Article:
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URA approves $110M plan for concert venue, parking garage in the Lower Hill

Construction takes place next to the UPMC Steel Tower Building in Pittsburgh.
Lower Hill Redevelopment
A rendering of the $110 million project.

Pittsburgh’s Urban Redevelopment Authority will allow developers with the Pittsburgh Penguins' real estate arm to build an 80,000-square-foot concert venue in the Lower Hill District. The URA’s board approved the plan by a unanimous vote on Thursday.

Plans for the venue and an additional parking garage are part of a 28-acre site owned by the city’s Urban Redevelopment Authority and the Sports and Exhibition Authority. The development, led by the Delaware-based Buccini Pollin Group, is projected to cost $110 million to complete.

“We are indeed capturing and doing what we said we were going to do,” said board member Daniel Lavelle.

After development, the venue will be leased to and operated by Live Nation, although that plan is contingent on whether the developers comply with a detailed list of conditions agreed upon by the URA and SEA.

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The requirements include collecting a $2 surcharge on all tickets that will be diverted to a reinvestment fund for the Hill District for the first 10 years of operation; provisions that set a quota for contracts with minority and women-owned businesses; and an investment in renovations at the Ammon Recreation Center.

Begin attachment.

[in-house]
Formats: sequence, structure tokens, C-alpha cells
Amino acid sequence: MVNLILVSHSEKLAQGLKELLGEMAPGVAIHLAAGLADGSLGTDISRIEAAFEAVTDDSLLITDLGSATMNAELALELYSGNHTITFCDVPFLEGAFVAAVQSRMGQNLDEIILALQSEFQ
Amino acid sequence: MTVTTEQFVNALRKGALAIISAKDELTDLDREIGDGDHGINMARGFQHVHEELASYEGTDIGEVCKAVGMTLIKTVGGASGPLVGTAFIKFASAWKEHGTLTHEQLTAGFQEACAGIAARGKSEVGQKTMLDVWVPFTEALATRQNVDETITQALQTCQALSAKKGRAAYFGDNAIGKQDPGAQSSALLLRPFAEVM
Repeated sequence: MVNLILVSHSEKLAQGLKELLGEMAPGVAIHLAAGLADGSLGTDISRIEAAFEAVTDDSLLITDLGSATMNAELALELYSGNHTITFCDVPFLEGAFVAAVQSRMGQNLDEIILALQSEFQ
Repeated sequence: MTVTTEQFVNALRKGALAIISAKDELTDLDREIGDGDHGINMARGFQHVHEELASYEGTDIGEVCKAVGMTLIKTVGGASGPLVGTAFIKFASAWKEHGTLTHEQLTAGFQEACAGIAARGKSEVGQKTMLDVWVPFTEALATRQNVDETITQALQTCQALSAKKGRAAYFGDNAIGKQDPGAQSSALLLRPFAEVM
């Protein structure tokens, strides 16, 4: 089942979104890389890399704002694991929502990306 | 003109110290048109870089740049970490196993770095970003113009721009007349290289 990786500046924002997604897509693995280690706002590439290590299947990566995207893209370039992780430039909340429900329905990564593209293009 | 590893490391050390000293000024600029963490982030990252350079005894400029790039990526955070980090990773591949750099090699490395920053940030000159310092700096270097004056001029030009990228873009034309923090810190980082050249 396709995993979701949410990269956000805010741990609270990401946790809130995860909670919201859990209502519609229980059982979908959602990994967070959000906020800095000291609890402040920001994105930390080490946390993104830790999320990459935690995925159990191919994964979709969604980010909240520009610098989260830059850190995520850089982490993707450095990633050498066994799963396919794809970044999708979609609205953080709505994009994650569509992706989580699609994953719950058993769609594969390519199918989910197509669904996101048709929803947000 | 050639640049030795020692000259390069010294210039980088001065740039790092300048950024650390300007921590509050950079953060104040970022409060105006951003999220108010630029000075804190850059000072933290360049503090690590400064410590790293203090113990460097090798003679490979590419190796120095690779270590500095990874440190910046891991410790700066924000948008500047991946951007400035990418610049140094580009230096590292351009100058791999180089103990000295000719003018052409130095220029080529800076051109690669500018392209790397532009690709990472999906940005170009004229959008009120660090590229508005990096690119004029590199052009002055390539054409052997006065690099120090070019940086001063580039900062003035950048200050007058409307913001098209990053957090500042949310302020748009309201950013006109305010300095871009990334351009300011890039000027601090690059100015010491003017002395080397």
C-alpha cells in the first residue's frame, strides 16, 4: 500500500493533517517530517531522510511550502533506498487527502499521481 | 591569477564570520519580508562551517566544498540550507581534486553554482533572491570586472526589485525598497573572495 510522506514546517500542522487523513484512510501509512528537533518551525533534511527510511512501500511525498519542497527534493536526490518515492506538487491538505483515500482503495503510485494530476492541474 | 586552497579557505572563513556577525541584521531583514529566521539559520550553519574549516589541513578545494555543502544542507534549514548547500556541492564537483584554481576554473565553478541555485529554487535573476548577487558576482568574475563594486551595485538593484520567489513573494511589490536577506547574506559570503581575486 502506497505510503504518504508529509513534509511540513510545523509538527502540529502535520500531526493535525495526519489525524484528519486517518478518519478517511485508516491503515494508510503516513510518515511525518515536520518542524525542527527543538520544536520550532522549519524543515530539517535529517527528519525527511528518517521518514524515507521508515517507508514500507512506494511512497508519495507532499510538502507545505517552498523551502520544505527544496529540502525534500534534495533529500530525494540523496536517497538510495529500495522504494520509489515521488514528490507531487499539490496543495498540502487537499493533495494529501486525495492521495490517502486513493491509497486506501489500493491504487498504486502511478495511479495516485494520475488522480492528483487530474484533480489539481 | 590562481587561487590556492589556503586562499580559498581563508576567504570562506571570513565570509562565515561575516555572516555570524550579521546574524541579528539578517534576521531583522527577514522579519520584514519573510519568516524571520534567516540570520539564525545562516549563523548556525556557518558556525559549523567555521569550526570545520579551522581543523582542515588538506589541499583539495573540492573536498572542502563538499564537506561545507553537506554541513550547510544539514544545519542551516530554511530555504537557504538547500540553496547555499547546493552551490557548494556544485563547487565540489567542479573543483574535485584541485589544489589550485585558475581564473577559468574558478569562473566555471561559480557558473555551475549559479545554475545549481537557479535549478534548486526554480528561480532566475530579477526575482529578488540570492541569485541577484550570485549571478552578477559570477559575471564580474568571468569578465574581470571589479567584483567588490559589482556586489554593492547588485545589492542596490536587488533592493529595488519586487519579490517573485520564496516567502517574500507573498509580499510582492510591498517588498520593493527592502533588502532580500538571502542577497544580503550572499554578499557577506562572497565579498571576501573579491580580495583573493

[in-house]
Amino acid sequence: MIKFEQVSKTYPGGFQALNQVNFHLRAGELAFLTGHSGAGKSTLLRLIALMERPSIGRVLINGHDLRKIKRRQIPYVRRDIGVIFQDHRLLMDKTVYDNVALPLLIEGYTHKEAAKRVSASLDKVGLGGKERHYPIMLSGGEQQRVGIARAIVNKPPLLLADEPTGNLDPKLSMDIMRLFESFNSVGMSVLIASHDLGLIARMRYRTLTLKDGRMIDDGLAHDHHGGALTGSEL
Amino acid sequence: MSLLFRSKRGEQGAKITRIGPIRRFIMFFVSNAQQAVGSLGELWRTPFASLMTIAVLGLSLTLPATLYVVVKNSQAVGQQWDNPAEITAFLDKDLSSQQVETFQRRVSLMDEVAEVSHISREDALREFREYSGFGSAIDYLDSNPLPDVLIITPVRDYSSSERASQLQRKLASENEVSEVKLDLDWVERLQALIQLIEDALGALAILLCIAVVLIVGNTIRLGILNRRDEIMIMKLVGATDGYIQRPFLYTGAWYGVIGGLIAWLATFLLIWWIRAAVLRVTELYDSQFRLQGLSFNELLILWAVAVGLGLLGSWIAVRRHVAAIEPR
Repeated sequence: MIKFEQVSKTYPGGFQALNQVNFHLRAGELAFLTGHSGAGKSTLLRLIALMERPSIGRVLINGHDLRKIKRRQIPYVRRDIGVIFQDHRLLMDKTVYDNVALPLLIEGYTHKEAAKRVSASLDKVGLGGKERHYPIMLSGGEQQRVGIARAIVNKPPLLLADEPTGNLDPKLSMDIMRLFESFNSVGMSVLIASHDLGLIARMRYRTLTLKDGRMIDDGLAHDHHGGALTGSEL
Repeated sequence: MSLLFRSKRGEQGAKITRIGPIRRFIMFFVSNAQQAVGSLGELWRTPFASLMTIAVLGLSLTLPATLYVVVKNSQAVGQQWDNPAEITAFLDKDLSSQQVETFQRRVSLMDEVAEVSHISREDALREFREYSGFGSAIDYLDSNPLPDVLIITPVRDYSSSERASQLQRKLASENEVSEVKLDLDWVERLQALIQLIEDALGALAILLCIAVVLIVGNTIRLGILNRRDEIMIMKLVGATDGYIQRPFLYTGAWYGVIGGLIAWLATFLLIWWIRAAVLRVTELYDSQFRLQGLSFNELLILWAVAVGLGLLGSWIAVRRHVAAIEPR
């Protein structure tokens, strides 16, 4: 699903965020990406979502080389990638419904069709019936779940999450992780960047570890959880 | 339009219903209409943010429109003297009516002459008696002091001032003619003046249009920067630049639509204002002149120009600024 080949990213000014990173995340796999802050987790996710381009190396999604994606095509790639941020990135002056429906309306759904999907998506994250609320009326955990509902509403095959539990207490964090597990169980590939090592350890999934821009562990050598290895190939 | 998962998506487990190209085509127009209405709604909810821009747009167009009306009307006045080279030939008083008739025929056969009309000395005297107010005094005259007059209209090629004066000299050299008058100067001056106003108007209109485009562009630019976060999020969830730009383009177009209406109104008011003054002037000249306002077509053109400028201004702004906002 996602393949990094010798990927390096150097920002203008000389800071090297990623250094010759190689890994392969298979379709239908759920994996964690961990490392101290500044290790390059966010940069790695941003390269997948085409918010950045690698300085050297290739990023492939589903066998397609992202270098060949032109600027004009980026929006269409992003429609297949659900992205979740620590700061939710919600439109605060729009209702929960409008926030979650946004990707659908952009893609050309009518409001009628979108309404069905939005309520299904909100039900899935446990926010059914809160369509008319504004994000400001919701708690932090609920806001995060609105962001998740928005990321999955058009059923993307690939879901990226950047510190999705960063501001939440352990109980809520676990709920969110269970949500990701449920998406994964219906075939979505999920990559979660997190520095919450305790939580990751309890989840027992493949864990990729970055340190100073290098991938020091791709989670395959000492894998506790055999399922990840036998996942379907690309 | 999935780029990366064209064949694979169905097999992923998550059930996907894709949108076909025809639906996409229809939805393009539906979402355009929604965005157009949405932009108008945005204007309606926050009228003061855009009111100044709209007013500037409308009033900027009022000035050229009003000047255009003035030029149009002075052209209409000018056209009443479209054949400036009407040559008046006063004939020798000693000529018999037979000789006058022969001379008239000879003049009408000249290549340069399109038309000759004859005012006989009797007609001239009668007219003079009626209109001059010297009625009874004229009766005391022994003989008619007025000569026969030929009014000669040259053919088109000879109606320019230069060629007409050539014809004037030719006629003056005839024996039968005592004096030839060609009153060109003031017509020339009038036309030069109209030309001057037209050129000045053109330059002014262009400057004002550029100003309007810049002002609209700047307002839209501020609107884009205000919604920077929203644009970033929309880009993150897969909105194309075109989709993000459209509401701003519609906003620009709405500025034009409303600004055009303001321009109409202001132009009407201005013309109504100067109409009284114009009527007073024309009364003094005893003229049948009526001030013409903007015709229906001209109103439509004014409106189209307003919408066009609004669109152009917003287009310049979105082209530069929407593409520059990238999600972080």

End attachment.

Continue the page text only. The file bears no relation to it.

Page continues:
Developers have agreed to pay $400,000 for improvements at the center up front, with an additional $450,000 over the next two years, according to Hill Community Development Corporation director Marimba Milliones.

The site’s co-owner, the SEA, could take back the land if those conditions are not met. The design plans also include a public safety facility within the 319,000 square foot parking garage, as well as commercial space on Wylie Avenue.

The board on Thursday also approved the first allocations for both the Housing Preservation Program and Downtown Conversion Program funds.

Spring Capital Partners was awarded a $850,000 loan to preserve 25 apartments in Pittsburgh’s Knoxville neighborhood. All units at the 302 Zara Street property will be rented to households at or below 80% of the area median income.

Renovations at the Triangle Building at 926 Liberty Avenue downtown will also receive a $300,000 loan for the first URA-funded conversion of vacant office space into apartments, with commercial space on the first floor.

The pilot initiative aims to create more affordable housing by repurposing underutilized office space in the Golden Triangle. Representatives with Hullet Properties LLC said the project will set aside three of 15 apartments created for households at 50% of the AMI, though the rest will go for market rate prices.

Brett Walsh with Hullet said the building’s one four-bedroom apartment will be priced at a premium, thus offsetting costs for the property’s affordable units. The bottom floor will host a flower shop, and Walsh said the developers expect a restaurant, cafe and grocer will occupy the remaining space.

Jillian Forstadt is an education reporter at 90.5 WESA. Before moving to Pittsburgh, she covered affordable housing, homelessness and rural health care at WSKG Public Radio in Binghamton, New York. Her reporting has appeared on NPR’s Morning Edition.